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Cancer Therapy: Know Your Options

Published: November 14, 2009

Experts provide reliable information on cancer therapies that work, as well as ones that don’t, in The American Cancer Society (ACS) Complete Guide to Complementary & Alternative Cancer Therapies. The book is available online cancer.org/bookstore, at bookstores, and by calling the ACS toll free at 1-800-227-2345.

“With more and more cancer patients (and people at risk for cancer) turning to self-help measures such as complementary, alternative, and integrative therapies, it is imperative that patients, their families, and care teams get on the same page about the safety and efficacy of these therapies alongside conventional cancer therapy,” says longtime ACS volunteer Dr. David Rosenthal, a Harvard professor of medicine and medical director of the Leonard P. Zakim Center for Integrative Therapies at the Dana-Farber Cancer Institute. “This book is a valuable resource for the public and the clinicians alike, offering just the right blend of Eastern and Western medical approaches.”

The 2009 second edition discusses the medical evidence for potential risks and benefits of more than 200 treatments in five broad categories: mind, body, and spirit; manual healing and physical touch; herbs, vitamins, and minerals; diet and nutrition; and pharmacologics and biologics.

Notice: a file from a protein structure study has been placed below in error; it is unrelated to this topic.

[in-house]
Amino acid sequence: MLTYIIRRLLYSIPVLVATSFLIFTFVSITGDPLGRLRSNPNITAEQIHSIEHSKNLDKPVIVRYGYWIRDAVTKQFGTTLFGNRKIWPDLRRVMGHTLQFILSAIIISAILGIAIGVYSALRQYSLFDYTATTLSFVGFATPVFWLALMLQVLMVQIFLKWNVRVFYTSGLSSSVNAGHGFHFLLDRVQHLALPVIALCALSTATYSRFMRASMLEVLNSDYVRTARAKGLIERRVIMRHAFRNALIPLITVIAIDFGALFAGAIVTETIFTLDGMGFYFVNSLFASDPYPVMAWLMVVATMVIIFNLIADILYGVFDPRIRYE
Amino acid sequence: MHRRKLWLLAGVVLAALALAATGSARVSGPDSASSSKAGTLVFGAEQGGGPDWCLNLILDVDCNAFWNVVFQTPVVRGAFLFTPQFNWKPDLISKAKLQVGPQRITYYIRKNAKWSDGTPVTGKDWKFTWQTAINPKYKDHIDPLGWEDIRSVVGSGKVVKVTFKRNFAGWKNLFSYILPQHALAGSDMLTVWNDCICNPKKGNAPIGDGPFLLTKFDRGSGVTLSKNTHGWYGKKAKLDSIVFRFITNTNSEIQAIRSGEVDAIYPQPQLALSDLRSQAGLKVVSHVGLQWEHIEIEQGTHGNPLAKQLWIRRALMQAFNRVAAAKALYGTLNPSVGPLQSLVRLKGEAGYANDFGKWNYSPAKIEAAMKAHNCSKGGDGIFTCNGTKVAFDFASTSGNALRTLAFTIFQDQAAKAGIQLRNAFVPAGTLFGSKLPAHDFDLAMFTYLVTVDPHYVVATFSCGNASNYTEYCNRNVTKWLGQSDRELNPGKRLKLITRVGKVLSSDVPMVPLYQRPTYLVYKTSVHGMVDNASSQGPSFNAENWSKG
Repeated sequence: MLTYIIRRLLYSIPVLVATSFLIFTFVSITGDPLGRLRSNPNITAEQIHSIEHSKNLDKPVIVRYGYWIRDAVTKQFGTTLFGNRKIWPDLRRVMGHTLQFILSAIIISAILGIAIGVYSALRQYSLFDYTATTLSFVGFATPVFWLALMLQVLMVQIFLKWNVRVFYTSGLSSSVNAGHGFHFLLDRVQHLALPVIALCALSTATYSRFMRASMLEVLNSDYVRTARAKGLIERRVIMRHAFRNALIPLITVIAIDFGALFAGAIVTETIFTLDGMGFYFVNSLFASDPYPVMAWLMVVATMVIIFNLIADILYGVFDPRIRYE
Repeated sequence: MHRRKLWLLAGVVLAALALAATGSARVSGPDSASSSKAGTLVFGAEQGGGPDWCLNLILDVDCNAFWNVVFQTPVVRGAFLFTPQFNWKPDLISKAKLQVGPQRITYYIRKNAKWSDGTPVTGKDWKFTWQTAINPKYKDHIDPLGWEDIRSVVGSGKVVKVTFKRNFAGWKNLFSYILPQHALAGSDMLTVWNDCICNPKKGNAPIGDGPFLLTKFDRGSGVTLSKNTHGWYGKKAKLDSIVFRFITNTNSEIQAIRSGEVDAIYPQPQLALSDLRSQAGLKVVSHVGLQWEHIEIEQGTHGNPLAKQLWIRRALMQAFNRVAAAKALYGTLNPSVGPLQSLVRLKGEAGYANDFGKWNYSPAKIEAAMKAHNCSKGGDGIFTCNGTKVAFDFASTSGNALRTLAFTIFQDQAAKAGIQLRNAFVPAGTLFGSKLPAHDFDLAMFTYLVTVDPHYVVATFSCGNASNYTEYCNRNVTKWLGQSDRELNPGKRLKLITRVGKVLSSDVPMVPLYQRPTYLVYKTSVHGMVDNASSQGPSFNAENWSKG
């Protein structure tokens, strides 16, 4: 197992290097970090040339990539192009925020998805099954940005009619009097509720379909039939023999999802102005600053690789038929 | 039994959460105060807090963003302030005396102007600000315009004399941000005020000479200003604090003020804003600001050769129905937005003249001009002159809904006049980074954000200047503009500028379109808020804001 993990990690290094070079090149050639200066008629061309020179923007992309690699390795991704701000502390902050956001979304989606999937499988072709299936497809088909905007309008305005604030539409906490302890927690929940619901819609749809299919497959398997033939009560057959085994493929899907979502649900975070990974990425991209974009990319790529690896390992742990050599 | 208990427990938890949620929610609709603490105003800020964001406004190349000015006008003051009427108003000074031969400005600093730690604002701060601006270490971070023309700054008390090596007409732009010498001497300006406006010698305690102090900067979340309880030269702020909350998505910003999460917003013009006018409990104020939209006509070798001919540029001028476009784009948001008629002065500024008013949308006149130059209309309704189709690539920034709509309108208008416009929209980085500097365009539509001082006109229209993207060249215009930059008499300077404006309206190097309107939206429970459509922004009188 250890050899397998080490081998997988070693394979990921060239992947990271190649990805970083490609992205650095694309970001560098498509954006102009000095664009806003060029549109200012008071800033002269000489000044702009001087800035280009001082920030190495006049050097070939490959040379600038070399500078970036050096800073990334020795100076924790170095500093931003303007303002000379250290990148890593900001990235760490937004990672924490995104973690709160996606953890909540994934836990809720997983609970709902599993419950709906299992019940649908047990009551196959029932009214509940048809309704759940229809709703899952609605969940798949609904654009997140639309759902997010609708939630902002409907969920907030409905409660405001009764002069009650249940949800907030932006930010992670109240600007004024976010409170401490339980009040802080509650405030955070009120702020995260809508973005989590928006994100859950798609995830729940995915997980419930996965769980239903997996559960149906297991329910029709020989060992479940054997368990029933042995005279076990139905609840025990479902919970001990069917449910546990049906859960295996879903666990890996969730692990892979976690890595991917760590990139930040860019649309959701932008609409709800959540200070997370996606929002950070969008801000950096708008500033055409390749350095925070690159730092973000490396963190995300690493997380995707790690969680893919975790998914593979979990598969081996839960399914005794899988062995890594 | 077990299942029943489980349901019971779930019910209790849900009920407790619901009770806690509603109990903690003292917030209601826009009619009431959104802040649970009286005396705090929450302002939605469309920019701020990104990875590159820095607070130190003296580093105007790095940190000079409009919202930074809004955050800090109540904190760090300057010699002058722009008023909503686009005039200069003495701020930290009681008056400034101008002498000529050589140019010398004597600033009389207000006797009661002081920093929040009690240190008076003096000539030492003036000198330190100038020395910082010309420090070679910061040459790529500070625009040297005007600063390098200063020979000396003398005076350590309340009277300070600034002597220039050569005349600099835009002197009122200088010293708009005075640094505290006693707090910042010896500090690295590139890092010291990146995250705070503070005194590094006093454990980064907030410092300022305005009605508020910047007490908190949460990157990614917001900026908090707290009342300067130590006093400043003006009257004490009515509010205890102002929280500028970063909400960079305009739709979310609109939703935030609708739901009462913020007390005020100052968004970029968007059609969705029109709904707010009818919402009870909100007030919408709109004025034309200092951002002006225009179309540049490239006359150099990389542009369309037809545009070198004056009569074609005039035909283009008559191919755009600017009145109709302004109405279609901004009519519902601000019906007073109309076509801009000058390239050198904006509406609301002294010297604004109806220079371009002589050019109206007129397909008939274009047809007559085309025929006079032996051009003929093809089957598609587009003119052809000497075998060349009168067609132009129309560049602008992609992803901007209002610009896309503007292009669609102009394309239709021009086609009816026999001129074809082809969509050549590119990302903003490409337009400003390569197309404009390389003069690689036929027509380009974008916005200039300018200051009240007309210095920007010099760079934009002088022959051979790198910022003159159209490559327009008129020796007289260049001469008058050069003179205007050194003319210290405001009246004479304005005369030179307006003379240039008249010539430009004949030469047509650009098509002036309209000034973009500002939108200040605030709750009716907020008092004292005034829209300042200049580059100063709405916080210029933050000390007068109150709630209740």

The first-ever Patient’s Guide to Rare Cancer includes detailed information regarding rare cancers, treatment goals, check-ups, and patient assistance programs.

“Rare cancers befuddle not only patients, but their physicians and care team as well,” says Dr. Debu Tripathy, co-leader of the Women’s Cancer Program at the University of Southern California Norris Comprehensive Cancer Center. “The Patient’s Guide to Rare Cancer provides the information that patients need to ensure their diagnosis is being reviewed with the proper expertise and that the care plan reflects broad input from the multiple disciplines it take to maximize the chances for success.”

The online resource also helps patients with rare cancers and their health care providers collaborate and communicate more effectively.

“Our approaches to rare cancers are becoming increasingly complicated, with sophisticated new diagnostic techniques and tailored innovative therapies,” adds Dr. Tripathy, who is also editor-in-chief of CURE magazine. “The patient and care team must form a partnership to make sure all avenues are explored—this is the main intent of the Guide.”

Other helpful information is available online for people with chronic myeloid leukemia (CML) at CMLAlliance.com and gastrointestinal stromal tumors (GIST) at GISTAlliance.com.

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